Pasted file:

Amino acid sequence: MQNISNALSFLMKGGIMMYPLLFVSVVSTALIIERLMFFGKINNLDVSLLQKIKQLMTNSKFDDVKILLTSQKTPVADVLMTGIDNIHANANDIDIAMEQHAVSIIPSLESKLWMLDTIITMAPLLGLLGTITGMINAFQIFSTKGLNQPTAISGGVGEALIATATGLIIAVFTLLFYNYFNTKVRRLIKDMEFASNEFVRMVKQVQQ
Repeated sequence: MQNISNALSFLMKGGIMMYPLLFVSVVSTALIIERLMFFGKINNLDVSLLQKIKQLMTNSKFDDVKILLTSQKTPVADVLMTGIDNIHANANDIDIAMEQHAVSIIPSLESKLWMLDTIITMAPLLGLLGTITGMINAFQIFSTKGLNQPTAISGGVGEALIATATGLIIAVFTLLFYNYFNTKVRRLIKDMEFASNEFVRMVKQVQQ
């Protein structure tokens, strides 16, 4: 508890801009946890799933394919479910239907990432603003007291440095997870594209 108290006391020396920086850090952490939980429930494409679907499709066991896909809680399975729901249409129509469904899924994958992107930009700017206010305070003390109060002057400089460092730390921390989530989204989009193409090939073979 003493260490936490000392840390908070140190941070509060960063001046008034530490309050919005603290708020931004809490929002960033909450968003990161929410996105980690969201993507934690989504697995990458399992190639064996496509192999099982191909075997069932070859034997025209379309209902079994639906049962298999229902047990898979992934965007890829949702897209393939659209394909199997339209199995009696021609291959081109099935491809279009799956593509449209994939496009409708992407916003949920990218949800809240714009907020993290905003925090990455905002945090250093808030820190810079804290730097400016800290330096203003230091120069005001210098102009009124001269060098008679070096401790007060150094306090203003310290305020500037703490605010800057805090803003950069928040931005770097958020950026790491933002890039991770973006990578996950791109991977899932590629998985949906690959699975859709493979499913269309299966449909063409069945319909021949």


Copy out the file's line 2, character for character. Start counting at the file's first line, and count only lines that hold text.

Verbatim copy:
Repeated sequence: MQNISNALSFLMKGGIMMYPLLFVSVVSTALIIERLMFFGKINNLDVSLLQKIKQLMTNSKFDDVKILLTSQKTPVADVLMTGIDNIHANANDIDIAMEQHAVSIIPSLESKLWMLDTIITMAPLLGLLGTITGMINAFQIFSTKGLNQPTAISGGVGEALIATATGLIIAVFTLLFYNYFNTKVRRLIKDMEFASNEFVRMVKQVQQ